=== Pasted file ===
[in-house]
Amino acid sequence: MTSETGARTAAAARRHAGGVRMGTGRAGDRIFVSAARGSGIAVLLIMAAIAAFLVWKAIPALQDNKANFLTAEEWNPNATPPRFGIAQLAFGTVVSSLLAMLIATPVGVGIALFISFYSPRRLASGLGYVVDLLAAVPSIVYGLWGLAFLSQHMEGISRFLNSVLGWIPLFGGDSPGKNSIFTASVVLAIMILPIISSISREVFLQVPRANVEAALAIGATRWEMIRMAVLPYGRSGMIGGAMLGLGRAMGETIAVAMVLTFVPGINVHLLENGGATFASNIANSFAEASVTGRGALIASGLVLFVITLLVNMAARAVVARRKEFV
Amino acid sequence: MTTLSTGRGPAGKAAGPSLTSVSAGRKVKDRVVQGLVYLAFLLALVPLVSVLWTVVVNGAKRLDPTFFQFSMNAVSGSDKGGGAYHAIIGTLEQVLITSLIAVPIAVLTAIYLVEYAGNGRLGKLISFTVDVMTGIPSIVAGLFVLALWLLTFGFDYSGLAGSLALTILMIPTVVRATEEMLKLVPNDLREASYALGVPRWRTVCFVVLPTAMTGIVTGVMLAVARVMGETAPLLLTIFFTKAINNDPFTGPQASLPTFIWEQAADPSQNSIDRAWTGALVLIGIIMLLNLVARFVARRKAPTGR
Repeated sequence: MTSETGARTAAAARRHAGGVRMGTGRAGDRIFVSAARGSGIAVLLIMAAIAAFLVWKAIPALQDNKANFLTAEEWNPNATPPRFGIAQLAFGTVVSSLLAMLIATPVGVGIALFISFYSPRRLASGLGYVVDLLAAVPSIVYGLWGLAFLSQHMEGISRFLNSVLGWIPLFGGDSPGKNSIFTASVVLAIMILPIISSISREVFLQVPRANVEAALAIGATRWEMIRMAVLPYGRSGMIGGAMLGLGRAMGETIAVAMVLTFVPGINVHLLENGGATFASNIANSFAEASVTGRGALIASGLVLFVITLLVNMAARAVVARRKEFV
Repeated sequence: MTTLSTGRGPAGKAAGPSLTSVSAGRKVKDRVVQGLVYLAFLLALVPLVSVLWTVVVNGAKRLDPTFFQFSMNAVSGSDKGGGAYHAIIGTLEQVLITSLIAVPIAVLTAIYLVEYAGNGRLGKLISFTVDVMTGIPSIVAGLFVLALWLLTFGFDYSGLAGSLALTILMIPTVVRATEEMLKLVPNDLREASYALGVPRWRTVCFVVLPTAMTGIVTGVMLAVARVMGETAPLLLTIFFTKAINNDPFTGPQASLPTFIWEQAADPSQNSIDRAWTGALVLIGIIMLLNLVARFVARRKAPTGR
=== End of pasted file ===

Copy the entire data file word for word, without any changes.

[in-house]
Amino acid sequence: MTSETGARTAAAARRHAGGVRMGTGRAGDRIFVSAARGSGIAVLLIMAAIAAFLVWKAIPALQDNKANFLTAEEWNPNATPPRFGIAQLAFGTVVSSLLAMLIATPVGVGIALFISFYSPRRLASGLGYVVDLLAAVPSIVYGLWGLAFLSQHMEGISRFLNSVLGWIPLFGGDSPGKNSIFTASVVLAIMILPIISSISREVFLQVPRANVEAALAIGATRWEMIRMAVLPYGRSGMIGGAMLGLGRAMGETIAVAMVLTFVPGINVHLLENGGATFASNIANSFAEASVTGRGALIASGLVLFVITLLVNMAARAVVARRKEFV
Amino acid sequence: MTTLSTGRGPAGKAAGPSLTSVSAGRKVKDRVVQGLVYLAFLLALVPLVSVLWTVVVNGAKRLDPTFFQFSMNAVSGSDKGGGAYHAIIGTLEQVLITSLIAVPIAVLTAIYLVEYAGNGRLGKLISFTVDVMTGIPSIVAGLFVLALWLLTFGFDYSGLAGSLALTILMIPTVVRATEEMLKLVPNDLREASYALGVPRWRTVCFVVLPTAMTGIVTGVMLAVARVMGETAPLLLTIFFTKAINNDPFTGPQASLPTFIWEQAADPSQNSIDRAWTGALVLIGIIMLLNLVARFVARRKAPTGR
Repeated sequence: MTSETGARTAAAARRHAGGVRMGTGRAGDRIFVSAARGSGIAVLLIMAAIAAFLVWKAIPALQDNKANFLTAEEWNPNATPPRFGIAQLAFGTVVSSLLAMLIATPVGVGIALFISFYSPRRLASGLGYVVDLLAAVPSIVYGLWGLAFLSQHMEGISRFLNSVLGWIPLFGGDSPGKNSIFTASVVLAIMILPIISSISREVFLQVPRANVEAALAIGATRWEMIRMAVLPYGRSGMIGGAMLGLGRAMGETIAVAMVLTFVPGINVHLLENGGATFASNIANSFAEASVTGRGALIASGLVLFVITLLVNMAARAVVARRKEFV
Repeated sequence: MTTLSTGRGPAGKAAGPSLTSVSAGRKVKDRVVQGLVYLAFLLALVPLVSVLWTVVVNGAKRLDPTFFQFSMNAVSGSDKGGGAYHAIIGTLEQVLITSLIAVPIAVLTAIYLVEYAGNGRLGKLISFTVDVMTGIPSIVAGLFVLALWLLTFGFDYSGLAGSLALTILMIPTVVRATEEMLKLVPNDLREASYALGVPRWRTVCFVVLPTAMTGIVTGVMLAVARVMGETAPLLLTIFFTKAINNDPFTGPQASLPTFIWEQAADPSQNSIDRAWTGALVLIGIIMLLNLVARFVARRKAPTGR